Hardship Post

Last night it rained. A lot. Our house leaked, but we mostly stayed dry. Dumsor cut our power, but our trusty generator brought it back. Thunder woke up our toddler and scared the crap out of our dog, but our bed was big enough for the four of us. Last night’s challenges were not insurmountable.

Getting into work I heard of this house flooding, that family without power overnight, flight delays as people get ready for vacation. Any inconveniences or lack of sleep I was grumbling about already seemed trivial.

Then the Hubs asked if I’d seen the news.

rtx1f2vj Ghana-Flood

There’s something funny that happens when you feel like something belongs to you. It’s yours to beat up, but no one else’s. I can talk about my dog being terrible because he’s my dog, but I’ll throw two tons of shade at you if you’ve got a bad word to say about him. It was just my last post when I threw a tantrum about Ghana. Painfully detailing now seemingly trite hardships: potholes, traffic, heat. The truth is this isn’t a hardship post. From swank brunch spots and cocktail lounges to in-home pedicures and massage to grocery stores that carry Cheerios and Coca-Cola. We’re in a nice, safe neighborhood close to our embassy. We surrounded by expats. We could live in a bubble and never really live in Ghana.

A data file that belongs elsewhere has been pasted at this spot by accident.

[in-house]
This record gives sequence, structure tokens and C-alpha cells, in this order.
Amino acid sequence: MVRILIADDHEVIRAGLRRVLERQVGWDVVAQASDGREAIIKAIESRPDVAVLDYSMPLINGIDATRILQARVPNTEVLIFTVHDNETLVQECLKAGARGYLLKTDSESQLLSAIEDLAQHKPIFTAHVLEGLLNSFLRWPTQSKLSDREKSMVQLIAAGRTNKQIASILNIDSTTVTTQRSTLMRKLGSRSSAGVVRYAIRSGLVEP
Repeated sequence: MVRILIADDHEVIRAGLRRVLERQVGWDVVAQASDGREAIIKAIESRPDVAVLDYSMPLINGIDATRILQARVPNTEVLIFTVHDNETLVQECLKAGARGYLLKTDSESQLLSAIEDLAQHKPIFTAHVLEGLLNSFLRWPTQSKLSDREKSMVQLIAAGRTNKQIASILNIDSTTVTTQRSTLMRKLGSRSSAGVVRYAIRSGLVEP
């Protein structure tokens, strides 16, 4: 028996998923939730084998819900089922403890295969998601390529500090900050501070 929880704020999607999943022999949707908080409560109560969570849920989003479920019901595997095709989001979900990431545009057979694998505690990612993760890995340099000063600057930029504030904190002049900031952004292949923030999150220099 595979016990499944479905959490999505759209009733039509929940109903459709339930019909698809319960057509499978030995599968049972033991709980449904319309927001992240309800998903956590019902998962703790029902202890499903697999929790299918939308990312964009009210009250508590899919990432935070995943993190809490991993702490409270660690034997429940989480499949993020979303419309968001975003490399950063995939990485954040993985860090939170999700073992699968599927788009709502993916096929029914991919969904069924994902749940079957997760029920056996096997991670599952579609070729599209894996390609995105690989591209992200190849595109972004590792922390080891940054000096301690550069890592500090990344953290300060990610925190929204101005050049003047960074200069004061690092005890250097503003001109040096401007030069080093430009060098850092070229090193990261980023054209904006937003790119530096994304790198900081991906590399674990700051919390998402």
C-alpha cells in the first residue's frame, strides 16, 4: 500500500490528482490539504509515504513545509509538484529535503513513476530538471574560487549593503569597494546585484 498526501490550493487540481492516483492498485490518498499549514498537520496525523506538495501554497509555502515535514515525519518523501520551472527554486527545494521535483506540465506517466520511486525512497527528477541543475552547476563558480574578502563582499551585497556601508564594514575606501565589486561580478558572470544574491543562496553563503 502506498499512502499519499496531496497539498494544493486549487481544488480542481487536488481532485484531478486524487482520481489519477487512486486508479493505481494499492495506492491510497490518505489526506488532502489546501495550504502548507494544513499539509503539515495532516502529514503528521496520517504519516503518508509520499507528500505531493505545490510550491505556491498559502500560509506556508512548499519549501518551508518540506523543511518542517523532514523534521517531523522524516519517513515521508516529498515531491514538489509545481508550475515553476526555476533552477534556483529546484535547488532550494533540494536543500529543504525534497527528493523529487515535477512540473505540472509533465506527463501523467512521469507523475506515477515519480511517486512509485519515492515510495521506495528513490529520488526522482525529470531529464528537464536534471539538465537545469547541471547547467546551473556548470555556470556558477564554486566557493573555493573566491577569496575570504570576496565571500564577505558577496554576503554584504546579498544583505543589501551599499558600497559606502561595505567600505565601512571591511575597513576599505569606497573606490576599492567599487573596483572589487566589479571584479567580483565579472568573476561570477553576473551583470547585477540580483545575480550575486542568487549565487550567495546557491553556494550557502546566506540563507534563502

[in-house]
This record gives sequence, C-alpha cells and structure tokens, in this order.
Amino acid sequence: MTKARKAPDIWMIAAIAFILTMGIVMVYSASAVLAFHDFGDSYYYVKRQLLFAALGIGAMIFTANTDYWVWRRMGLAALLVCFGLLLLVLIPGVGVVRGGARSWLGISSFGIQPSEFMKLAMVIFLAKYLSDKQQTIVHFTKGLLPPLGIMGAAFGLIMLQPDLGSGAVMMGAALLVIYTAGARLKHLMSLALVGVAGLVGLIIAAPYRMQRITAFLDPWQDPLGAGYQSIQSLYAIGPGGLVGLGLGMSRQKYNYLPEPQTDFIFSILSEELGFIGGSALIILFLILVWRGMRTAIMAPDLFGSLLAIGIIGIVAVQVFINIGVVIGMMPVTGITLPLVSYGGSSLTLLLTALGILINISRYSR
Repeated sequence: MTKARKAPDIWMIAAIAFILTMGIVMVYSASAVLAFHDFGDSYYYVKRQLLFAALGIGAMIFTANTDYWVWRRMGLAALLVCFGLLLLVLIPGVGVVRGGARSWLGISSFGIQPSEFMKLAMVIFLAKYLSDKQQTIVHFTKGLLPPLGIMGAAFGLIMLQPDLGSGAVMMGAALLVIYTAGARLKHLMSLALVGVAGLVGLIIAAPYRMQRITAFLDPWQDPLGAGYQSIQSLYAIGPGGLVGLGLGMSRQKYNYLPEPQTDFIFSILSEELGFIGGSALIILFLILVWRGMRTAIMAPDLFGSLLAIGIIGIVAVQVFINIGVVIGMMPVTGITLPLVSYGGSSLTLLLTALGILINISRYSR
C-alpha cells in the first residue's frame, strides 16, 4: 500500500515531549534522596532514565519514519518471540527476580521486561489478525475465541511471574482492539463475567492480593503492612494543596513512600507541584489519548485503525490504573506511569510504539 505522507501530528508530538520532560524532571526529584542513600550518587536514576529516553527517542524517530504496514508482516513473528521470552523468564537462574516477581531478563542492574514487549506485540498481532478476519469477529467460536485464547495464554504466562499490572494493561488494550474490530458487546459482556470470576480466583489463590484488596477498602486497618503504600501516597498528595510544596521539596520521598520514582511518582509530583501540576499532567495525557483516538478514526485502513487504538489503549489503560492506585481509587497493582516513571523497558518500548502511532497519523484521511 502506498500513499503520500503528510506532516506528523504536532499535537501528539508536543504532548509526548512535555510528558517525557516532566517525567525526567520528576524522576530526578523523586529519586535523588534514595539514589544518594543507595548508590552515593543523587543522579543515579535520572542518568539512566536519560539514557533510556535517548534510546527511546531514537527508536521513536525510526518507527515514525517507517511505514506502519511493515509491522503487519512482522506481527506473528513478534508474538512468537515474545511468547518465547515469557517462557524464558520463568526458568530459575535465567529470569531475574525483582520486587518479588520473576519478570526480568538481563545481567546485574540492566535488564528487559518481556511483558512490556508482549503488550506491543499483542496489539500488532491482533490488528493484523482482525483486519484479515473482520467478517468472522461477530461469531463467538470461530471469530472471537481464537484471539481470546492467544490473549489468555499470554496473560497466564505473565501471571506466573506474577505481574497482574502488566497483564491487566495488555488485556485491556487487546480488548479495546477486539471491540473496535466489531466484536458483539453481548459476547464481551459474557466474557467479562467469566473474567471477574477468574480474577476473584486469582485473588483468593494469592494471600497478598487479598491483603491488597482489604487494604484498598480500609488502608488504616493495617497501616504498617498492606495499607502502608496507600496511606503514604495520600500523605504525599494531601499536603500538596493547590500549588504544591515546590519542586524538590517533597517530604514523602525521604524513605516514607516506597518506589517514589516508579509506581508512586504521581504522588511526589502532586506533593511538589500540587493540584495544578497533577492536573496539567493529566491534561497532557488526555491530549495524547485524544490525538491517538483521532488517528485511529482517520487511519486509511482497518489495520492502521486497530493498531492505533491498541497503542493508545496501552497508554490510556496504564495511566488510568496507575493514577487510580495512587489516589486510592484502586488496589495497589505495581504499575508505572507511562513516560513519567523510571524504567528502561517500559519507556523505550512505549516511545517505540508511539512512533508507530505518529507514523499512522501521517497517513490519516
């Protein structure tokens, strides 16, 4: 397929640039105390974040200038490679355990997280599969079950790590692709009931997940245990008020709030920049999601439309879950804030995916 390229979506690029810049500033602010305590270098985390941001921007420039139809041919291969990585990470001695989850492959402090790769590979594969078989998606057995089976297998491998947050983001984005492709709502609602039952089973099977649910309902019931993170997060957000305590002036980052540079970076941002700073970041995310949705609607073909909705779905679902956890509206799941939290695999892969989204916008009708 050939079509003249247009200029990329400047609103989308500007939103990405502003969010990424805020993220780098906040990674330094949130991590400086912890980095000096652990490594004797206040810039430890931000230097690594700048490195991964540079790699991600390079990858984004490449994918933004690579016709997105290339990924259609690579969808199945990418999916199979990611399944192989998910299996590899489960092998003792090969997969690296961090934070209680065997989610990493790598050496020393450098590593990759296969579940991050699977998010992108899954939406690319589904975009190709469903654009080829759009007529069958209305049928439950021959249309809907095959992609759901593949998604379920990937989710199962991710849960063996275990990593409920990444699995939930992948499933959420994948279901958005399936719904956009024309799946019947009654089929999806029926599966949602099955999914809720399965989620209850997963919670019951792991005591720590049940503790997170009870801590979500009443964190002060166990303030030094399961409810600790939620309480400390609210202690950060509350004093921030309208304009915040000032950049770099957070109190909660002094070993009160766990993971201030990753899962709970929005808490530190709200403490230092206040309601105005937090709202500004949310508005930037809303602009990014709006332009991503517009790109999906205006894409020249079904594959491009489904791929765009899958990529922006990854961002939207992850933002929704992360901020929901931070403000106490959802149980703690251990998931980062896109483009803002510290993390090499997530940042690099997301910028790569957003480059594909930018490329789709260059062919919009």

But we do. And that’s what makes it a hardship post.

Recent visitors have reminded me that Ghana can be a bit shocking on first look. I’ve moved past it. But then you take your friend to a crowded, aggressive market or your in-laws accidentally wander through a fishing village and you remember that third world livin’ isn’t always a comfortable reality for outsiders. I’ve come to love street hawkers and hustlers, crowded and colorful neighborhoods, for who and what they are. But third world problems are very real, and, we saw last night, have very dangerous consequences.

And as a friend pointed out, this is barely news on a global scale.

Tonight I am once again lucky enough to go to bed in my dry house with electricity, internet, and air conditioning. But others are out there, many with no homes, others who’ve lost family, most without power, wondering what the next few days of rain will bring.

Keep Accra in your thoughts.

 

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